The menu itself is unknown to us, and it is only after we exit the dine in the dark experience, that we receive a printed copy of the menu.
The meal after tthat was abit of a let down. A lack lustre boneless chicken gravy, an equally uninspired prawn dish. When I say uninspired, I don’t mean non tasty, it is just that I have had the pleasure of dining at Spice studio before, and their food, does every possible justice to the immenx=se scope and depth of Indian cuisine. With fluffy appams, and crumbly Malabaru porotas, and fiery chettinads, and buttery dal makhnis, there was so much they could have chosen from. But they stuck to the typical ‘wedding reception fare’ of a plain dal tadka, a tandoori roti, and aloo paratha. All very expected flavours, and familiar dishes. I call it ‘wedding reception fare’ because these kind of meals cater to the lowest common denominator; what dishes do most people know, and love, nothing out of the ordinary and therefore nothing extraordinary.
The desserts were a let down as well, gajar ka halwa and rajbhog. How I wish they had served us the celebrated and their award winning home made spice infused icecreams.
A dining in the dark experience needs to meet certain criteria, and many were met at the Alila Diwa, Goa. There should be no safety hazards, and thus all the chicken was boneless, and the sea food was prawns, with previous questioning of any allergies. No use of whole spices, and all the flavours were mild with no excessive use of chillies or spices. Dishes should be contrasting in texture so as to highten the sensorial value of the meal, and hear the starters worked wonderfully, we had creamy to crunchy, crip to pillowy. The textures were sorely lacking in their mains, why not a dal makhni with some granularity, a soft appam, or rumali roti. I understand all indian dishes are gravies, but more was expected, especially from spice studio.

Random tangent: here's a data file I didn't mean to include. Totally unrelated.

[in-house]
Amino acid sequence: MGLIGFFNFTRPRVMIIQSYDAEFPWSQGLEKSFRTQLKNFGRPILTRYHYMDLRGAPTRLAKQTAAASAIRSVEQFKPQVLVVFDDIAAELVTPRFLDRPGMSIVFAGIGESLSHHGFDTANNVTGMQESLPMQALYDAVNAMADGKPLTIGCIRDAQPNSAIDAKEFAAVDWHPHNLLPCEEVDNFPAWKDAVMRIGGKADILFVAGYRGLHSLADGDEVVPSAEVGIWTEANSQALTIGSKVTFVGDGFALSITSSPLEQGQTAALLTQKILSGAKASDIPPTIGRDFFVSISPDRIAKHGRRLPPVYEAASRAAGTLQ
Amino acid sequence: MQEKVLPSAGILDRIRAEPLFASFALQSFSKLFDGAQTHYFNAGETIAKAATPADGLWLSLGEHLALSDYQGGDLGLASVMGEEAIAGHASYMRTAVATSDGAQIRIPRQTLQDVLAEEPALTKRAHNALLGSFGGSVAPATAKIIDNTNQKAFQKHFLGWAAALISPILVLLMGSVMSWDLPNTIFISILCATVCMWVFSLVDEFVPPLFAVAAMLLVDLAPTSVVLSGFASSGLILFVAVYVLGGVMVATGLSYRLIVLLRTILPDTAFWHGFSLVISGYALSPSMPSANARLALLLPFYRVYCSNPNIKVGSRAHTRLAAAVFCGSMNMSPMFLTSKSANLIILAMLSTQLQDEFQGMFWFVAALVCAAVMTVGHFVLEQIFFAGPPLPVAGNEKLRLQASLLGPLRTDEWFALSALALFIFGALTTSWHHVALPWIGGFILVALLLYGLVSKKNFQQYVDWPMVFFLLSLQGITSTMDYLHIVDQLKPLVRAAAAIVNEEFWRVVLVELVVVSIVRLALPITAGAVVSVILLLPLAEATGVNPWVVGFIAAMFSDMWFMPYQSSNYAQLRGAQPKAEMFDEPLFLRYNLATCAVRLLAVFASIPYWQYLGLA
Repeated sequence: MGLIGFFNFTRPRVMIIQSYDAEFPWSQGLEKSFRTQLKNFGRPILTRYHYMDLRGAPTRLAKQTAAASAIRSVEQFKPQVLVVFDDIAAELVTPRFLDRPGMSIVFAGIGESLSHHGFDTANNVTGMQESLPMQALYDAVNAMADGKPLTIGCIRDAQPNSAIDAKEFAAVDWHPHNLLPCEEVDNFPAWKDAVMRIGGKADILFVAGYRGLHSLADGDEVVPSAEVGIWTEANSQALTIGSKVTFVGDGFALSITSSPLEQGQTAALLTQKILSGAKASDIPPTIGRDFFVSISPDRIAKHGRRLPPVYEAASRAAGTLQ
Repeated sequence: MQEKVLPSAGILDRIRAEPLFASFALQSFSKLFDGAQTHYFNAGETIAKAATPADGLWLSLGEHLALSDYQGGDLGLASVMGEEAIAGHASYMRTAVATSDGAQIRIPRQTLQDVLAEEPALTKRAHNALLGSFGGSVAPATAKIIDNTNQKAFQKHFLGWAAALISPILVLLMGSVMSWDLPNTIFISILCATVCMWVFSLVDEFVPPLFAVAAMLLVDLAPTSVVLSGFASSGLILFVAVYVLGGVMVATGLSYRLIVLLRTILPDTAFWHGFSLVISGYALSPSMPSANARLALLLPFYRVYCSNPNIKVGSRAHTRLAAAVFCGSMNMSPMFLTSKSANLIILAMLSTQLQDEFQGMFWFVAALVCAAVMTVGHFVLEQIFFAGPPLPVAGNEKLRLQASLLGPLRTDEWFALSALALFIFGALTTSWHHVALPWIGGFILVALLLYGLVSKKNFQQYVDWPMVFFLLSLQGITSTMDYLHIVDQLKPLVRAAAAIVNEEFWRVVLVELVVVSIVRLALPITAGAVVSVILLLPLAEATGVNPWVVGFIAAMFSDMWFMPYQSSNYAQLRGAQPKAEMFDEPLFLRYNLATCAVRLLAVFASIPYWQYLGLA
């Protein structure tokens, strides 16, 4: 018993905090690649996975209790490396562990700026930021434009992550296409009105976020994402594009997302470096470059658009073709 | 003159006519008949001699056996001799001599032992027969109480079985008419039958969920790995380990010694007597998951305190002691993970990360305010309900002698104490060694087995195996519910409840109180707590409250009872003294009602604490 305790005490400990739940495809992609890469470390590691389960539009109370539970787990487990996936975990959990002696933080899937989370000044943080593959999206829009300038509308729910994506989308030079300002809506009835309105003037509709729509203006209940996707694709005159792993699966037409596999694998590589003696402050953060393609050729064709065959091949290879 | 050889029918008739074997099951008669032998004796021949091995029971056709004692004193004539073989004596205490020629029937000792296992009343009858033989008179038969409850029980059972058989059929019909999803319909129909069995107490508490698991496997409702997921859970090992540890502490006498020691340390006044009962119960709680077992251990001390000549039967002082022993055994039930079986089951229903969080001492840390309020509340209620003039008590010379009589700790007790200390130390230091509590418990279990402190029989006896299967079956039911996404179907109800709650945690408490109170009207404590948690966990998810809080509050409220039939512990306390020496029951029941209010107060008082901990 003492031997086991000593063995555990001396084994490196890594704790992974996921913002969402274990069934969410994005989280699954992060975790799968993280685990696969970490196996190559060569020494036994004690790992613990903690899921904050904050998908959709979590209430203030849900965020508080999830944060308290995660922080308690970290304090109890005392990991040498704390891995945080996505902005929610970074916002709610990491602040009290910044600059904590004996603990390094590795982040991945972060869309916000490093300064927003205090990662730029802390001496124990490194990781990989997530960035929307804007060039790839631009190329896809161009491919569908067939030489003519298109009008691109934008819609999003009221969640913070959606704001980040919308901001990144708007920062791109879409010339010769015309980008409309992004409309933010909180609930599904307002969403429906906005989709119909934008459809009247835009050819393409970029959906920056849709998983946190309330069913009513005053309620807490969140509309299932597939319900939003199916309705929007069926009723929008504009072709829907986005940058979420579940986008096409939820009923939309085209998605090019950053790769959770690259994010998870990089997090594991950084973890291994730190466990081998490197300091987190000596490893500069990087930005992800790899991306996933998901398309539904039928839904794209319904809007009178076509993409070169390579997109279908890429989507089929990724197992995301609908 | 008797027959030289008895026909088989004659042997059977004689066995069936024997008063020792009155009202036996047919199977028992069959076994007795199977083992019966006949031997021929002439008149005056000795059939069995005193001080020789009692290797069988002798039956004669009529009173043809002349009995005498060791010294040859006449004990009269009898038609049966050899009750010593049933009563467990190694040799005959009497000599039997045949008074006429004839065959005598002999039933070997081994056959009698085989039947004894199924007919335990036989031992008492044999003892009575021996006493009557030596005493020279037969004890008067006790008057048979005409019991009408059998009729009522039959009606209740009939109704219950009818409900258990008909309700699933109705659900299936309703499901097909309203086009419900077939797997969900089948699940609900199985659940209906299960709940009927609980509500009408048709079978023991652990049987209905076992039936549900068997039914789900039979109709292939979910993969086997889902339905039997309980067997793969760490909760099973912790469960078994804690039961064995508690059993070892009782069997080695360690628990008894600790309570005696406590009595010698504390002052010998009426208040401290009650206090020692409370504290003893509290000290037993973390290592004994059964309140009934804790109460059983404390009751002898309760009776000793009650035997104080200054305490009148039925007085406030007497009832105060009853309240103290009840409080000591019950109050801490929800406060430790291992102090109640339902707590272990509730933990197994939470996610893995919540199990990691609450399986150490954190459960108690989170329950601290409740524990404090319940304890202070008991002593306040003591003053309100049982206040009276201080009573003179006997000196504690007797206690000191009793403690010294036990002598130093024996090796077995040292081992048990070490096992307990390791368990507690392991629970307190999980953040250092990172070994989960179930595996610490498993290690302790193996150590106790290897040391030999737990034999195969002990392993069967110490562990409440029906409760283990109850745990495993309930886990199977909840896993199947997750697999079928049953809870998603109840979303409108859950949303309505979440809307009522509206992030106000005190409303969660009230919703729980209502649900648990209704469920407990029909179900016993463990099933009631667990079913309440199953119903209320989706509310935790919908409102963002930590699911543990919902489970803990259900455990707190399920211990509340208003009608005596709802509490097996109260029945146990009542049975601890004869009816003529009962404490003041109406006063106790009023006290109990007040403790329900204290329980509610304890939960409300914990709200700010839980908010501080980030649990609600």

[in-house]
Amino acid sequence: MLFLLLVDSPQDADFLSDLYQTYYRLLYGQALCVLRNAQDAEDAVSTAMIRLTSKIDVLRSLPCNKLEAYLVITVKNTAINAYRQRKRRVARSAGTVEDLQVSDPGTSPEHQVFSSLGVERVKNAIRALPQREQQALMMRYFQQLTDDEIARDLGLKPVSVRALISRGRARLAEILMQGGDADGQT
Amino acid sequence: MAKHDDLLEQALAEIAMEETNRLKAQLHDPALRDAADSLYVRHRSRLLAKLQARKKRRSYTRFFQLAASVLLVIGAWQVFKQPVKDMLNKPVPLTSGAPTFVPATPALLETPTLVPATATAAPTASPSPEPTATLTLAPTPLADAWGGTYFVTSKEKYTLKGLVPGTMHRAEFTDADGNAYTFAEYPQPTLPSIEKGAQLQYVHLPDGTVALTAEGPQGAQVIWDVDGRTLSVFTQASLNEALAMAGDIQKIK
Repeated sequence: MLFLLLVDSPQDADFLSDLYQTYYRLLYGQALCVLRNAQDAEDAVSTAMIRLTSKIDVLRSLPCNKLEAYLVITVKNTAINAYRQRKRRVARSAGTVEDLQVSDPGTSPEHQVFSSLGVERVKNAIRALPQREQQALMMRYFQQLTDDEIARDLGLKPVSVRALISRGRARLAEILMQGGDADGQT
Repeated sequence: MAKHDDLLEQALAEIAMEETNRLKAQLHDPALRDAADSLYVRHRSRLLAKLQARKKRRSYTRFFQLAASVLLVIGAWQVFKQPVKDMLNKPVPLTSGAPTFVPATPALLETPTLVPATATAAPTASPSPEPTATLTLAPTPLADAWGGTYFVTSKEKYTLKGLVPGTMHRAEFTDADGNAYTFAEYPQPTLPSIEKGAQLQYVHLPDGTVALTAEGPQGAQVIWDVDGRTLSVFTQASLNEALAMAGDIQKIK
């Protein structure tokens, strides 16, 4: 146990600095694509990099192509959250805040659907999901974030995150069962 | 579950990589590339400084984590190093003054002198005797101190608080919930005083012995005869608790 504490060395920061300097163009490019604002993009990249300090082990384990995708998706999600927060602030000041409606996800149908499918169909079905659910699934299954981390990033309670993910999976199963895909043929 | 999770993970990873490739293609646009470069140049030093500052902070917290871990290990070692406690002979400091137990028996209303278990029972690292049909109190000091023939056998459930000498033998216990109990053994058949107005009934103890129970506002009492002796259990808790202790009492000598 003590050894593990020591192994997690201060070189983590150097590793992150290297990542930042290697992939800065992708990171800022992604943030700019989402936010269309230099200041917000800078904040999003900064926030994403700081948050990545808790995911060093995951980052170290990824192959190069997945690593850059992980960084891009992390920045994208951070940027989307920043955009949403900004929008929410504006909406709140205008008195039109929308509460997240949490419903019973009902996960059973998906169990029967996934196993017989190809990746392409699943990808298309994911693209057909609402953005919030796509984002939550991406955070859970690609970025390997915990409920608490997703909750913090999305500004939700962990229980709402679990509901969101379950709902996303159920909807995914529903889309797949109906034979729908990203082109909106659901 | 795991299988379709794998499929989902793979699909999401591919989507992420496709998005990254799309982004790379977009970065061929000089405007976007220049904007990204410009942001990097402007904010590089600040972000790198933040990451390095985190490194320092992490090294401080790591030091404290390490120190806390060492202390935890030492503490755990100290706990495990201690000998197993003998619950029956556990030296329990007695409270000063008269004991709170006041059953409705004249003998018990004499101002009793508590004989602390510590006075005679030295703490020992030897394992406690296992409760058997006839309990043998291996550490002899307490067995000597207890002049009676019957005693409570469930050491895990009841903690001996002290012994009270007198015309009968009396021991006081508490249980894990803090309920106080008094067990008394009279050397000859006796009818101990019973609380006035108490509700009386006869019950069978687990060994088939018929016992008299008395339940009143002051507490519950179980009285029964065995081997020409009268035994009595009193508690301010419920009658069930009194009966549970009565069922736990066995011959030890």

The desserts needed contrast in flavours, or atleast temperature if not texture, hot gulab jamuns or jalebis with icecream, or use of dry fruits.
There are no ala carte orders, and no repeats of any of the dishes.
all in all it is a fun experience, well worth experiencing once maybe more. It is one of the top five romantic dinner options in Goa, according to me. No lights, no mobiles, you may not be able to gaze into each others eyes, but we could hear a newly wed couple giggling at a table close to ours, and well ,I leave the rest to your imagination.
It is a unique experience which honestly I wish more restaurants and especially resorts take to. The Alila Diwa property is fairly large, and theyhad dimmed the lights at the the corridors leading up to the restaurant and all lights were off at the main venue itself. It speaks to their commitment to keeping the diners in the dark, but also about conserving energy, atleast once a week. Reducing carbon imprint, encouraging people to disconnect from their phones, and connect with each other and their food; for these reasons, I would recommend the dine in the dark experience.